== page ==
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  2. I have only watched the anime (season one) but from what I have read elsewhere other people agree that the anime trumps the manga in terms of artwork. It’s cool that the cartoon rearranges events slightly to make the story flow better. That’s one of the benefits of being able to look into the future when doing an adaptation. Authors who work one chapter at a time, to meet deadlines, might well do the same if they could time travel.

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  3. I started the manga, and my first thought was how ugly it was. Especially in the Colossal Edition, there are huge images of… well, badly drawn characters. I know it gets better, but when you first start it and now have several years worth of anime pictures plastered all over, it’s hard to choose the manga, at least for the first few volumes/episodes.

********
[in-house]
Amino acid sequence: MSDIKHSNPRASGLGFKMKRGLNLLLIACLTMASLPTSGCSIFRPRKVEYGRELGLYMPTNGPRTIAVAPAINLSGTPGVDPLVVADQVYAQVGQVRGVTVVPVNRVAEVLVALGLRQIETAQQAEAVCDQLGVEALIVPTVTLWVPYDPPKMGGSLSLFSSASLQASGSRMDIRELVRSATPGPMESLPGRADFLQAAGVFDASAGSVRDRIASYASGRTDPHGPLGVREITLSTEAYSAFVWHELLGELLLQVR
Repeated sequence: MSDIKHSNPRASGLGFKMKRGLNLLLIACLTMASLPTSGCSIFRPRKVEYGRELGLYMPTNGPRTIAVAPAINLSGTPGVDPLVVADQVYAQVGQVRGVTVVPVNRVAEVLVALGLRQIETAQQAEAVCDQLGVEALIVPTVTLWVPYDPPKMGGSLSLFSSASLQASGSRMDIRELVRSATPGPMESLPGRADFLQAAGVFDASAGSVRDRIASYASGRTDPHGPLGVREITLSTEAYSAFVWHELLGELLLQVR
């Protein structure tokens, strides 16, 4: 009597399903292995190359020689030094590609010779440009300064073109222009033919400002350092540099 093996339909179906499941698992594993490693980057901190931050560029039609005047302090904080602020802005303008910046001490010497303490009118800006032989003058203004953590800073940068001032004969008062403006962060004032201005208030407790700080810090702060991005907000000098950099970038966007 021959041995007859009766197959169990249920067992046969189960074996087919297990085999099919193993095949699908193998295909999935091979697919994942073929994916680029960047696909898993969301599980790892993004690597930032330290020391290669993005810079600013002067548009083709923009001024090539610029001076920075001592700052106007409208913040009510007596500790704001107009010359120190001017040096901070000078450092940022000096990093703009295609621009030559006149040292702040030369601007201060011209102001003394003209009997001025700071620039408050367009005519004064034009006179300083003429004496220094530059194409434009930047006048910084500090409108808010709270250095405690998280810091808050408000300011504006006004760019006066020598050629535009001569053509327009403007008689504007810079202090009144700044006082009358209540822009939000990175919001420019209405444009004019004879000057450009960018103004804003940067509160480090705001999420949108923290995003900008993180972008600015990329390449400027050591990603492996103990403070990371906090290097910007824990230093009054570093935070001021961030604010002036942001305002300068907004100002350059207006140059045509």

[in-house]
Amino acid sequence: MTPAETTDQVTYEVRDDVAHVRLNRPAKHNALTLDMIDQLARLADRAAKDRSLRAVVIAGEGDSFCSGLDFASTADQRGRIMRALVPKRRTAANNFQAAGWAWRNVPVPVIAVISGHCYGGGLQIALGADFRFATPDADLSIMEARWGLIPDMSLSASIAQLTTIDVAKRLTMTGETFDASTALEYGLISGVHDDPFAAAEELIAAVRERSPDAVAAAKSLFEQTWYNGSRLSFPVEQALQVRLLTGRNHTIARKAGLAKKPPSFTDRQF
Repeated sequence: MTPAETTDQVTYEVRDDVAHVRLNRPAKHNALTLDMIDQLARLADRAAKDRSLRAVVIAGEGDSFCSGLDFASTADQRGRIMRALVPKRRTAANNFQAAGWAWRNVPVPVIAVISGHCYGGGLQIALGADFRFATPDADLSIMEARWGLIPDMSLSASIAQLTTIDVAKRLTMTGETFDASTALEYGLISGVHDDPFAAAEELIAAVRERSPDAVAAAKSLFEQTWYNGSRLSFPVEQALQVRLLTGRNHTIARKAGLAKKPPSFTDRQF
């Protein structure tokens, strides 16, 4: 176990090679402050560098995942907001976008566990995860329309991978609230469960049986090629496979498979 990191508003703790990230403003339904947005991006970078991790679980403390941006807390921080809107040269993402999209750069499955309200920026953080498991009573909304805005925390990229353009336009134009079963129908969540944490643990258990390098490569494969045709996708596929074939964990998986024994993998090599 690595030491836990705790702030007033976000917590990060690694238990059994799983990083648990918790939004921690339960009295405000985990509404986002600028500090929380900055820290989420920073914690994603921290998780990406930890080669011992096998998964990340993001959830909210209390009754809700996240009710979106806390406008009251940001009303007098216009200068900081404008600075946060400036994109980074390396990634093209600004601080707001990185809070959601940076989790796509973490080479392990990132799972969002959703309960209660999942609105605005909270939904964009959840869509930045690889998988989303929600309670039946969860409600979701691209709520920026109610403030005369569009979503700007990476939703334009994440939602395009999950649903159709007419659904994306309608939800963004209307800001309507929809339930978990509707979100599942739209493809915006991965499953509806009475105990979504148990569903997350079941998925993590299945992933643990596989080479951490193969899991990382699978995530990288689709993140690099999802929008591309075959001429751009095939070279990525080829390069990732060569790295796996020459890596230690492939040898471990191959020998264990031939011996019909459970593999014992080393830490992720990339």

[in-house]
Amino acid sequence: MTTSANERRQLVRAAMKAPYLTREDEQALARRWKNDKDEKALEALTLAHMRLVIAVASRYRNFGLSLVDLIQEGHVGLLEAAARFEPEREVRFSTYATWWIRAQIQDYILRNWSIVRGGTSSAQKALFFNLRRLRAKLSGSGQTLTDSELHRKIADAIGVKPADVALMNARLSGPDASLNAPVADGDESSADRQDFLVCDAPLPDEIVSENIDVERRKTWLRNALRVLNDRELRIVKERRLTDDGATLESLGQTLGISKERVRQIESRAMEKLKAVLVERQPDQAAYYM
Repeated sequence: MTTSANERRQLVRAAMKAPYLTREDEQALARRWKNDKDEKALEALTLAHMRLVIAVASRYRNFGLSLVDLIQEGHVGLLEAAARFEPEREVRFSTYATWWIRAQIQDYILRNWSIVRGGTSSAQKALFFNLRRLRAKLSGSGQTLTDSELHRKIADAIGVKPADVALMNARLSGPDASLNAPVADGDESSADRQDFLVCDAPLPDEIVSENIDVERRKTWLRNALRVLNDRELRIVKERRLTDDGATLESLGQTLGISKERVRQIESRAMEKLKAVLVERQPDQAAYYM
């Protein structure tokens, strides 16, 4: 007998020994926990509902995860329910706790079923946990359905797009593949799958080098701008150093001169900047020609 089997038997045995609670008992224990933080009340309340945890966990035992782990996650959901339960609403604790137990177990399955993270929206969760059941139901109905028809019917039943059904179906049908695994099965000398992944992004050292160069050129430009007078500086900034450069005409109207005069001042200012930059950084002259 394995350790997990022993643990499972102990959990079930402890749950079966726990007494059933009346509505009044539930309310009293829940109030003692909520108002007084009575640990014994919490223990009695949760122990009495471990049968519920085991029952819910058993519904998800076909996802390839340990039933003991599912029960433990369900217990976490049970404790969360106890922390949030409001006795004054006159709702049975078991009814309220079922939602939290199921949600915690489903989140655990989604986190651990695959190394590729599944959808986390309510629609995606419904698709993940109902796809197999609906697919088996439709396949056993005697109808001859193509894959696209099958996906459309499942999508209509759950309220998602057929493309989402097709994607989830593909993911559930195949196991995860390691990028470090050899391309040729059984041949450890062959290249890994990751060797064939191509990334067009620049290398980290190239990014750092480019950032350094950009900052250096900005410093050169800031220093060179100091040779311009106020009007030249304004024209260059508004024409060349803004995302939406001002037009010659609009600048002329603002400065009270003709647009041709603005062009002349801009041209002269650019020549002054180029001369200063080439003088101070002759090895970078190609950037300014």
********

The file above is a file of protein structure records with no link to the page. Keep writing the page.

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  4. True that the anime looks better than the manga in AOT, especially since I was just reading the manga a couple of minutes back!

    But, honestly, I can’t choose because I haven’t watched the anime at all… I AM a hardcore manga fan after all!

    Personally though, I actually like the flashbacks popping in here and there, because it let’s me go back to scenes I’ve read before with a different perspective when I re-read the manga, giving me more feels than the first time.

    However,talking about artwork, which is an important thing for me, I’d have to try the anime whenever I find time.